Program aims to prove that 'science is for everyone'


At Christ United Methodist Church in East Baltimore nearly 30 children are dropping by on Saturdays not to learn more about God, but to learn how science touches their everyday lives.

The children do simple chemistry experiments, such as testing acids and bases using red cabbage and bicarbonate of soda, and making a plastic-like substance from heavy cream and vinegar.

Under a program coordinated by Baltimore City Community College and the Christopher Columbus Center, 11 city churches provide field trips and hands-on science experiments to youngsters ages 7 to 12.

Called "Science is For Everyone," the 2-year-old program aims to encourage children to participate in math and science activities.

"One of our goals is to develop a positive attitude toward science and encourage them to try [science experiments] without fear of failure," said project director Barbara Faw.

This year's program, which ended yesterday, involved most of the participating churches conducting six two-hour Saturday sessions during which children conducted experiments involving typical household products. They also visited institutions such as the National Aeronautics and Space Administration in Greenbelt and the IMAX Theatre at the Maryland Science Center. The program hopes to expand next year.

City school officials say the program supplements what children learn in the classroom and exposes them to positive role models.

"It's important they have a variety of experiences" in math and science, said Andrea Bowden, coordinator for the city schools' Office of Sciences and Mathematics. "It's important that they see people from college campuses. It also helps set children's sights for the future."

The city school curriculum calls for first- through fifth-graders to learn scientific concepts through hands-on science experiments and discussion. By the time children graduate from elementary school, they should know how to predict and draw conclusions from their experiments.

During the "Science is for Everyone" program, organizers use everyday items in the experiments to emphasize how integral science is to children's lives and to encourage them to try the experiments at home.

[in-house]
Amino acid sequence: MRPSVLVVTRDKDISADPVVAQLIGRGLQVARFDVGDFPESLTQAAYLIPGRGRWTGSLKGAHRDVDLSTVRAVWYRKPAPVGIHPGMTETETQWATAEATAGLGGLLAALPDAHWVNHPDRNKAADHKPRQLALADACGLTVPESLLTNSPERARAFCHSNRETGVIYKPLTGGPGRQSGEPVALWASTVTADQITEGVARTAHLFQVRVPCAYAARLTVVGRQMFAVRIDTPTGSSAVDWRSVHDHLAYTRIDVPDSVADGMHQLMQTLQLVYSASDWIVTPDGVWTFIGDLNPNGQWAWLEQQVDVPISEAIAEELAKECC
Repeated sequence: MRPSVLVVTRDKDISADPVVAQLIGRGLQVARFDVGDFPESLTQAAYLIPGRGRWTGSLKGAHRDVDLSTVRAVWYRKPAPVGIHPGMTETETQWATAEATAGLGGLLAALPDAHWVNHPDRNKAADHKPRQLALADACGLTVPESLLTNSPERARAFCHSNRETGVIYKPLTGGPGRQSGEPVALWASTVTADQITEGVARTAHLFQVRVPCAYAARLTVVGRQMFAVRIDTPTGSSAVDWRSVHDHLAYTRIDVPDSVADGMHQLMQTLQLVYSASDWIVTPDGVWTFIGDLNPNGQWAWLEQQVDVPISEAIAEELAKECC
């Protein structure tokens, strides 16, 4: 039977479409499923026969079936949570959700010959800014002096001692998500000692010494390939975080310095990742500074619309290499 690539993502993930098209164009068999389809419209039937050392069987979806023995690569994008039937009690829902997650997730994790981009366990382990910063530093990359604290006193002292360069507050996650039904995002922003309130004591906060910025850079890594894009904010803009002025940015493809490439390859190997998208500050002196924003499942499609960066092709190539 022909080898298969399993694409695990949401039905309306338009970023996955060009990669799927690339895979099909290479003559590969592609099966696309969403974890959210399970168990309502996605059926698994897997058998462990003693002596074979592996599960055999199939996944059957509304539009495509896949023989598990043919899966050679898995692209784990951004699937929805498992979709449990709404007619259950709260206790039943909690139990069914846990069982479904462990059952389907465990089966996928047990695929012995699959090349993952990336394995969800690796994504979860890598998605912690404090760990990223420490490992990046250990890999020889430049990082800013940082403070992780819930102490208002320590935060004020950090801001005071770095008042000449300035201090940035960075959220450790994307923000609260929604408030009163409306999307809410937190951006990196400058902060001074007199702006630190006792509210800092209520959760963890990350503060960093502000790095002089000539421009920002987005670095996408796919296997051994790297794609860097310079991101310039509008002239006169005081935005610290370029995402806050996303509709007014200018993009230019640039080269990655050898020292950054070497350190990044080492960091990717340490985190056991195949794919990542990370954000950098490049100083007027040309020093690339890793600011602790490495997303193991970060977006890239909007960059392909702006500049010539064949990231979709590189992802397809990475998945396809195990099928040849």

"It's fun and you get to learn a lot about science and different kinds of chemicals," said Erick Ehirim, 9, during a March session at Christ United Methodist Church in East Baltimore.

A $28,000 grant from the Jacob and Annita France Foundation and the Robert G. and Anne M. Merrick Foundation subsidizes program materials, transportation and field trip costs.

Since the program began in 1993, it has grown from 240 children and eight churches to about 400 youngsters and 11 churches. By next year, organizers hope to have 19 churches and 800 children.

College officials said they chose churches to conduct the science program because they often are seen as sources of stability in communities torn apart by drugs and violence.

"If there was any group that could get it off the ground, it was the church," Ms. Faw said.

While many youngsters see only the fun in the experiments, Herbert W. Watson Jr., pastor of Christ United Methodist Church, sees a choice between graduating from high school and life on the streets.

"We have found out from studies that young people in African-American communities have not been interested in science as if it was too difficult or hard for them," said Mr. Watson, who wants to reverse that trend.

"In a community where the drop-out rates have been very high and the lure of drug activity [has been strong]," he said, "we're interested in getting them early on so we can generate that interest."

The program also boosts children's self-esteem by allowing them to fail without fear, organizers said.

"It's really good for our children," said Lenora Terrell, program coordinator at Christ Church. "It takes them away from that school pressure. Kids say, 'I can do this, I can have fun and I can learn this.' "

At one of the sessions last month, the children learned about chemical properties by identifying salt grains, flour and other foods through touch, taste and smell. They also studied how fast salt grains dissolve in hot and cold water and how to mix water and oil with the help of liquid dish detergent.

One experiment, which involved dipping a soap bar into a dish of pepper-covered water, elicited surprised shrieks from some youngsters.

"It's ice-skating," said Kenard Farabee, 10, as he held a bar in the water, breaking the surface tension and sending pepper grains rushing to the edge of the dish.

The children said science experiments in church are more fun than in school.

"It was boring" at school, said Charles Harris, 8. At church, "you can go to different stations and you can make different things."

For some, at least, the classes have made an impression.

"I learned science is good," said Tia Joyner, 8. "I want to be a scientist."

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